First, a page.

The idea that China is totally dominating the United States is equally absurd. Yes, China has experienced impressive gross domestic product (GDP) growth over the last decade or so, but (a) that’s what developing countries do (especially former centrally planned ones with more than a billion people); and (b) America remains much, much wealthier, greener, more egalitarian, and more productive. It’s not even close—no, really.
Moreover, unless you’ve been living under a rock for the last six months, you’d know that China’s incessant quest for GDP growth through the kind of economic interventionism that Trump just loves has led to some serious economic distortions (e.g., a frightening property market, rampant industrial overcapacity, a banking sector riddled with non-performing loans, and serious capital flight), not to mention crazy stock market turmoil.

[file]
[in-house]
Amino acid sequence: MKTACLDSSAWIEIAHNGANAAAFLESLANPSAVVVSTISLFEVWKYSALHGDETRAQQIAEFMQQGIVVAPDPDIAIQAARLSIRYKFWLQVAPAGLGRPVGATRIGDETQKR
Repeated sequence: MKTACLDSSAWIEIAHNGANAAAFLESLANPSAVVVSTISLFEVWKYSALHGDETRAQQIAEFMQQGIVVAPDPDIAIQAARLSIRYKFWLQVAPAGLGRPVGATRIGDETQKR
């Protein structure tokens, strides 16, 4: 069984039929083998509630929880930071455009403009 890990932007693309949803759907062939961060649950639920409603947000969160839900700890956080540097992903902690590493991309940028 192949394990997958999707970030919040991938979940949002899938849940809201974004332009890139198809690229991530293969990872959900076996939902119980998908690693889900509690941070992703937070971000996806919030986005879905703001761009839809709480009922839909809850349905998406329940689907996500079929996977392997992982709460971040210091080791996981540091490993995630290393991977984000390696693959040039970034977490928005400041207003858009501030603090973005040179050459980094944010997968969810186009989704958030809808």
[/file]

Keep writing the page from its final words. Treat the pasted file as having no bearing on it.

You’d also know that Chinese “currency manipulation” is not a serious problem for the United States (probably never was), and that even the most aggressive U.S. currency hawks now acknowledge that China is not hurting the United States by keeping the yuan artificially low. Indeed, China’s “cunning” economic planners are currently struggling to keep their currency from falling, not—as Trump seems to think—from rising. So if Beijing relented to Trump’s fantastical threats and let the market dictate its currency, the result would be a weaker yuan, not a stronger one, as Trump confidently claimed last Thursday night.